I've added these metrics to UKM, but I don't have any data yet. As 66 rolls through the channels, we can verify the data I've gathered here to see if hotspots crop up that we weren't expecting.


[1]:

```

SELECT

url, JSON_EXTRACT(payload, '$._blinkFeatureFirstUsed.Features.ApplicationCacheAPIInsecureOrigin') AS feature FROM [httparchive:har.2018_01_15_chrome_pages] HAVING feature IS NOT NULL ORDER BY url

```


[2]:

```

SELECT

url, JSON_EXTRACT(payload, '$._blinkFeatureFirstUsed.Features.ApplicationCacheManifestSelectInsecureOrigin') AS feature FROM [httparchive:har.2018_01_15_chrome_pages] HAVING feature IS NOT NULL ORDER BY url

```


OWP launch tracking bug

https://crbug.com/588931


Entry on the feature dashboard

https://www.chromestatus.com/feature/5714236168732672


Thanks! WDYT?


-mike

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PhistucK

未读,
2018年2月3日 上午10:04:242018/2/3
收件人 Mike West、blink-dev
What? CHROMIUM-INTERCEPT?
I never heard of it... I wonder how many more unknown proprietary demons Chrome/Chromium has...
Can this be removed from any context (not only insecure)?

Those surprises keep popping. :(


PhistucK

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Mike West

未读,
2018年2月5日 上午3:05:562018/2/5
收件人 Yoav Weiss、blink-dev
On Sat, Feb 3, 2018 at 2:55 PM, Yoav Weiss <yo...@yoav.ws> wrote:
I'm super excited about this work! :)

Killing AppCache (entirely) will make our preloadScanner faster and will significantly help sending out requests earlier.

One interesting question: once this removal is in place, should we (and could we) make non-secure-context page-loads faster, by not forcing them to wait for the document element to be available?

On the one hand - faster is better. On the other, that could create the wrong incentives when trying to move people towards secure contexts.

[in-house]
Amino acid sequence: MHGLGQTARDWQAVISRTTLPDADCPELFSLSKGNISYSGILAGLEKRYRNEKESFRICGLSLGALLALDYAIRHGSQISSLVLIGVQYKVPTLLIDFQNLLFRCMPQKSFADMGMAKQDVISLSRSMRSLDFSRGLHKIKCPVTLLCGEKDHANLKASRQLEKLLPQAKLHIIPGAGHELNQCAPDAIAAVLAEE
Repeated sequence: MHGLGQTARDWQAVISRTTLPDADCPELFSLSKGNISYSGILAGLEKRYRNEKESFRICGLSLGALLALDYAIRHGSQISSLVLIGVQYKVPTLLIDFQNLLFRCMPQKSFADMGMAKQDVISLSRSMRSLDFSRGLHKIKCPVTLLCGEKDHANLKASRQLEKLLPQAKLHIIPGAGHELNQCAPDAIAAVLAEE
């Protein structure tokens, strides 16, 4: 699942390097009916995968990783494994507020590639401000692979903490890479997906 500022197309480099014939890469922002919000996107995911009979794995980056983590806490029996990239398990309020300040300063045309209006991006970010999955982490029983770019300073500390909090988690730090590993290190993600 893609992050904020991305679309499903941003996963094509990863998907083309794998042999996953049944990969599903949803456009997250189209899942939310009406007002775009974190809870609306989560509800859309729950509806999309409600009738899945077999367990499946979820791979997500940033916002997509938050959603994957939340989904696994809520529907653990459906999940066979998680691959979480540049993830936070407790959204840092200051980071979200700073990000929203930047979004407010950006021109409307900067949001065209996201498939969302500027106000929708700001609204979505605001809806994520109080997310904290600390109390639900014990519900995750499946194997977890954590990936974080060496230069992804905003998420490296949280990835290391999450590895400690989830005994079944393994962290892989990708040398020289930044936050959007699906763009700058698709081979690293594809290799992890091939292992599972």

I suspect that work won't actually be worth doing until we get rid of the whole thing, given that more page views are secure than not, but I'll defer that question to someone who knows things about perf. :)

On Fri, Feb 2, 2018 at 4:14 PM Mike West <mk...@chromium.org> wrote:

Primary eng (and PM) emails

mk...@chromium.org


Link to “Intent to Deprecate” thread

https://groups.google.com/a/chromium.org/d/msg/blink-dev/UKF8cK0EwMI/NLhsIrs-AQAJ


We deprecated this in early 2016, and failed to follow through with the removal. I'd like to try again, in support of Mozilla's stab at doing the same.


Summary

I'd like to make several changes:


1. Mark `window.applicationCache`, and the `ApplicationCache` and `ApplicationCacheErrorEvent` interfaces as `[SecureContext]`.

2. Prevent non-secure contexts from declaring manifests via a `manifest` attribute.

3. Prevent HTTP documents from using manifests they've registered.

4. Add an enterprise policy to remove these restrictions, with some reasonable advertised lifetime.


#3 is a little tricky, as we don't actually have the context we need in the browser-side appcache handlers to do a full secure context check (e.g. walk the frame tree). Given that the eventual goal is to get rid of appcache everywhere, this seems like a reasonable tradeoff between the letter and spirit of "[SecureContext]".


I'm not sure I understand the implications of that. Does that mean that for already registered manifests, they'd continue to work in non-secure contexts?

It means that an appcache registered in a secure top-level context might be used to serve requests for that origin, even if it's embedded in a non-secure document. I don't think that would cause any actual breakage, but it's conceptually incorrect behavior.

Motivation

HTML spells out a number of security concerns around appcache: https://html.spec.whatwg.org/multipage/offline.html#security-concerns-with-offline-applications-caches. In particular, the FALLBACK mechanism (and Chrome's proprietary CHROMIUM-INTERCEPT mechanism to an even greater degree) puts sites delivered over non-secure connections at real risk of persistent MitM attack. evn@ spelled this out more clearly in https://readable-email.org/list/whatwg/topic/appcache-content-type-security-considerations.


TLS allows us to ensure that the server we think we're talking to is actually the one asserting a manifest for itself, and that we're not being tricked by the Delicious But Evil Coffee Shop(tm) that we happened to be sitting in yesterday.


Interoperability and Compatibility Risk

Edge: No signals

Firefox: Shipping the restriction in Firefox 62, https://groups.google.com/d/msg/mozilla.dev.platform/qLTTpdzcDkw/WKJeq-4HAQAJ.

Safari: No signals.


I didn't see response to Firefox's announcement from Edge or Safari folks. I poked relevant people on Twitter; let's see what they say.